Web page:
After the end of the Tribulation, the sun will be darkened and the moon will not give its light, the stars of heaven will fall, and the powers in the heavens will be shaken (Matthew 24:25, Mark 13:24, Luke 21:25-26). Then the survivors of the tribulation will see Jesus coming in the clouds with great power and glory. This is the Second Coming of Jesus to the earth. The sign of the Second Coming will be the Shechinah Glory light emanating from Jesus, breaking through the worldwide blackout.

The regathering of the Jewish saints (Messianic Jews) will occur at this time. “And He will send His angels with a great sound of a trumpet, and they will gather together His elect from the four winds, from one end of heaven to the other” (Matthew 24:30-31, Mark 13:26-27, Luke 21:27-28). 

Following the Second Coming, the Messiah will send his angels all over the world to regather the surviving (one-third) remnant of “elect” Jews and bring them back into the Land. He will also send His mighty angels and gather the resurrected Old Testament saints that are in heaven and bring them into the land as well. This is the fulfillment of Isaiah 27:12-13. Luke 21: 28 offers words of hope to the saints of the tribulation.

“Now when these things begin to happen, look up and lift up your heads because your redemption draws near.”


The next comment in the Olivet discourse, which is included in all three synoptic gospels, is the parable of the fig tree. “When the fig tree’s branch has already become tender and puts forth leaves, you know that summer is near. So you also, when you see all these things, know that it is near—at the door! Assuredly, I say to you, this generation will by no means pass away till all these things take place. Heaven and earth will pass away, but My words will by no means pass away” (Matthew 24:32-35).

The fig tree is often figuratively used to represent Israel. In this parable, many scholars believe the budding fig tree represents the re-establishment of the State of Israel in 1948 or the repossession of Jerusalem in 1967. However, some believe it is only an illustration, such as Dr. Fruchtenbaum.

“The real point of this passage is that the fig tree is being used literally as an illustration, not as a symbol for Israel. This is clearly seen in verse 29 of the Luke passage, which reads, “Behold the fig tree, and all the trees.” If the fig tree represents Israel, what then do all the other trees represent? If they refer to other nations, and since a number of nations have risen – and keep rising – since 1948, then when would the forty-year (or 70, 80, 100-year) generational countdown really begin? Neither the fig tree nor the other trees are used symbolically to refer to any nation or nations; rather, they are being used literally as an illustration.

The point of the illustration is this: When the fig tree and all the other trees begin to blossom, it is a sure sign that summer is on its way because blossoming occurs in the spring. Then, in the application of the illustration, Jesus said, “Even so you also, when you see all these things, know that it is near, even at the doors.” Just as a blossoming fig tree means that summer is on its way, in the same way, when these events that Yeshua spoke about occur, then they can know that His return is near.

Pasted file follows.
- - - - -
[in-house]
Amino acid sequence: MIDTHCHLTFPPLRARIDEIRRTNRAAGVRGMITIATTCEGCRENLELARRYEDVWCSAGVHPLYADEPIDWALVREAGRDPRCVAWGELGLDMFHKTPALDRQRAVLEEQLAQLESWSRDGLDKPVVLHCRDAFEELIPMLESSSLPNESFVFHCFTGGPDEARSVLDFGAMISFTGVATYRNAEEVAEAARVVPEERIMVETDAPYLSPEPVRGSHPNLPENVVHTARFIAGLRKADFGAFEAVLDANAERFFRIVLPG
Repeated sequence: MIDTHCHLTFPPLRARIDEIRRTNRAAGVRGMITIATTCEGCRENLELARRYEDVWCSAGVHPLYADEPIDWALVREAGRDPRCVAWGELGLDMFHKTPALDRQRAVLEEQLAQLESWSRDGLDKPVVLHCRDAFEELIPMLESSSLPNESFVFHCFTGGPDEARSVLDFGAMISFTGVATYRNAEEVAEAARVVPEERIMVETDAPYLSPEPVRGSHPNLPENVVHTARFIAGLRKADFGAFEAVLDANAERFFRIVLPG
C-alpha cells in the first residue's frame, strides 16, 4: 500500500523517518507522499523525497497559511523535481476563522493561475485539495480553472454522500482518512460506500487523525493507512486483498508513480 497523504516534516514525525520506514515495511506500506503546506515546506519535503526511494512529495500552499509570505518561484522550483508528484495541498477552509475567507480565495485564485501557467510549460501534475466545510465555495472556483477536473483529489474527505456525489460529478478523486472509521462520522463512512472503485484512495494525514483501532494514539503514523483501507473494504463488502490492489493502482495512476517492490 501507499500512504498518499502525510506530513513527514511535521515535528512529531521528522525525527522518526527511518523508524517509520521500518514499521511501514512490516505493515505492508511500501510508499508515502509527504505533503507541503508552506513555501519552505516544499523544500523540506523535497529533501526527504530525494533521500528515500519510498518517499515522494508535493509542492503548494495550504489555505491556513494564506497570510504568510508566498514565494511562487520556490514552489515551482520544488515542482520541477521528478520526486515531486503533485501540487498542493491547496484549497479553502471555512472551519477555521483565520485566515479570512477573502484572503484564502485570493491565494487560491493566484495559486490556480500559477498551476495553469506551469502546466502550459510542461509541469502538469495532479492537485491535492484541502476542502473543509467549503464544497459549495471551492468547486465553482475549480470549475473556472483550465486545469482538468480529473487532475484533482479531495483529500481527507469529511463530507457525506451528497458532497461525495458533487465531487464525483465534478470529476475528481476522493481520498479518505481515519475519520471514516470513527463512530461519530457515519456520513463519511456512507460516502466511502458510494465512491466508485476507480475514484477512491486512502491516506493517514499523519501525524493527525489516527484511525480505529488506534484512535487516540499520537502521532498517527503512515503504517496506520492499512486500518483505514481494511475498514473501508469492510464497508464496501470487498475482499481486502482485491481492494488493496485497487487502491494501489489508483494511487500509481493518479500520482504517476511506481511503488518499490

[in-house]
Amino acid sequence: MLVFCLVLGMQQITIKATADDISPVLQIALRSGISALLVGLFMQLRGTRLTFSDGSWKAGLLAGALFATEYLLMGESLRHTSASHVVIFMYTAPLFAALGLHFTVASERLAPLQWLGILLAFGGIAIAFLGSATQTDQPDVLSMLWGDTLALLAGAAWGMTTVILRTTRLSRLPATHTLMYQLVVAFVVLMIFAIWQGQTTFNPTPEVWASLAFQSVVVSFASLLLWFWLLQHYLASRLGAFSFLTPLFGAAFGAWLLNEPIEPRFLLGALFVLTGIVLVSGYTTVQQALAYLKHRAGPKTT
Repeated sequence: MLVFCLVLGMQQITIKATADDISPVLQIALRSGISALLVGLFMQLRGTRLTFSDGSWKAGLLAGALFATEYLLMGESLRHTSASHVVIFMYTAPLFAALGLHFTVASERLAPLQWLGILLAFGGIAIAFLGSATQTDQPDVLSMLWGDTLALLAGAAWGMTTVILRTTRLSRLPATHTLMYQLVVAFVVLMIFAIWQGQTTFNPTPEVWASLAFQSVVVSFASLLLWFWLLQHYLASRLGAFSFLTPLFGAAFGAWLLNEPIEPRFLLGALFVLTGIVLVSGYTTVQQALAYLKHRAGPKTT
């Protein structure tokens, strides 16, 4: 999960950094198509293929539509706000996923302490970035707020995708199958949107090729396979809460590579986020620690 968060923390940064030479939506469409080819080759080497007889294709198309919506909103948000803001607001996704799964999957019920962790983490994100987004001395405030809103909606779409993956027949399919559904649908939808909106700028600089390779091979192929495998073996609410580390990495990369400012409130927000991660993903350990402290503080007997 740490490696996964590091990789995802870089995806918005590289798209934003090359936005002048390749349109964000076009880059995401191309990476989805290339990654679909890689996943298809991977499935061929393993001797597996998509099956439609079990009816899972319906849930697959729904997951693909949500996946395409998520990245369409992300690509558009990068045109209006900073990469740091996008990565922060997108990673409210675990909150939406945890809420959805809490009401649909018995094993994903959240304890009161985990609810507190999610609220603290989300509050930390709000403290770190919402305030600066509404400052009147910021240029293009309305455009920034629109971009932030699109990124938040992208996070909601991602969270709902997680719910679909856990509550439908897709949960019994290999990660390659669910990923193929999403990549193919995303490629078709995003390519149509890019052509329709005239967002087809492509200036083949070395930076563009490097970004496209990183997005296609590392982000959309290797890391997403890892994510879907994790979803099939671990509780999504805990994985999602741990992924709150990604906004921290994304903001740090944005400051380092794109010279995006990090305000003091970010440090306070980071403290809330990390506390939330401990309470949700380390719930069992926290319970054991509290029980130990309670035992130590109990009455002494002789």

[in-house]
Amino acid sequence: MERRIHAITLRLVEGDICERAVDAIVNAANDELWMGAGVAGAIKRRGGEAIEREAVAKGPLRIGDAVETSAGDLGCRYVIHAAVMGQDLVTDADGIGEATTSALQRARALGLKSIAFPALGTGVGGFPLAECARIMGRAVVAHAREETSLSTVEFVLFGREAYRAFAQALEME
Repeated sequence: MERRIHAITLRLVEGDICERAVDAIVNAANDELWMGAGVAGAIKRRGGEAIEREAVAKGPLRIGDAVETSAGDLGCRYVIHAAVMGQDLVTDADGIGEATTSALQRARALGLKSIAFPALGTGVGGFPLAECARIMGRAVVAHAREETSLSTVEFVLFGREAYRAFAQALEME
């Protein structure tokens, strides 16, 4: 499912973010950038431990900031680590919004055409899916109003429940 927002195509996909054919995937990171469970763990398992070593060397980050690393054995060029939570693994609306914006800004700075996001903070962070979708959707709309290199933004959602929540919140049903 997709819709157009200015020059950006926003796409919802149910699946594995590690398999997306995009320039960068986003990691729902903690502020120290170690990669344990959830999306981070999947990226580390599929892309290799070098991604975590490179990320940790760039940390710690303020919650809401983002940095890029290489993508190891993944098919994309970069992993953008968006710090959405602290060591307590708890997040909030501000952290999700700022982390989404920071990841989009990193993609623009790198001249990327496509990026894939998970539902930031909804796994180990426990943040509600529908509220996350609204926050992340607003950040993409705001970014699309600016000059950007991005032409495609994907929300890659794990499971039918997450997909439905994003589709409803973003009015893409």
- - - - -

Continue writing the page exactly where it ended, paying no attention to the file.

But what is it that signals the soon return of the Lord? It is not the re-establishment of Israel in 1948 because Jesus never mentioned that event in this passage. Rather, the event that He was speaking of was the Abomination of Desolation in the newly rebuilt temple in Jerusalem. When the Abomination of Desolation occurs, it will signal the soon return of the Messiah, namely only 3 1/2 years later.

The point of Matthew 24:34 is not that the generation that sees the re-establishment of the Jewish State will still be here at the Second Coming, but rather, the Jewish generation that sees the Abomination of Desolation will still be here at the Second Coming. Verse 34 is intended to be a word of comfort in light of the worldwide attempt at Jewish destruction. It must be kept in mind that the Abomination of Desolation signals Satan’s and the Antichrist’s final attempt to exterminate the Jews. The fact that the Jewish generation will still be here when the Second Coming of the Messiah occurs shows that Satan’s attempt toward Jewish destruction will fail, and the Jewish saints of the second half of the Tribulation can receive comfort from these words.” {1}


It’s interesting that Matthew 24:33 can read, “In the same way, when you see all these things, you know that He is near, at the door,” in many English translations. To me, this one-word change (from ‘it’ to ‘he’) changes the context of this verse, especially when it’s used with the door.

Jesus said, “I am the door. If anyone enters by Me, he will be saved, and will go in and out and find pasture. The thief does not come except to steal, and to kill, and to destroy. I have come that they may have life, and that they may have it more abundantly” (John 10:9).

“Behold, I stand at the door and knock. If anyone hears My voice and opens the door, I will come in to him and dine with him, and he with Me” (Revelation 3:20).

“After these things I looked, and behold, a door standing open in heaven. And the first voice which I heard was like a trumpet speaking with me, saying, ‘Come up here, and I will show you things which must take place after this.’”

Most scholars believe these verses are Rapture-related.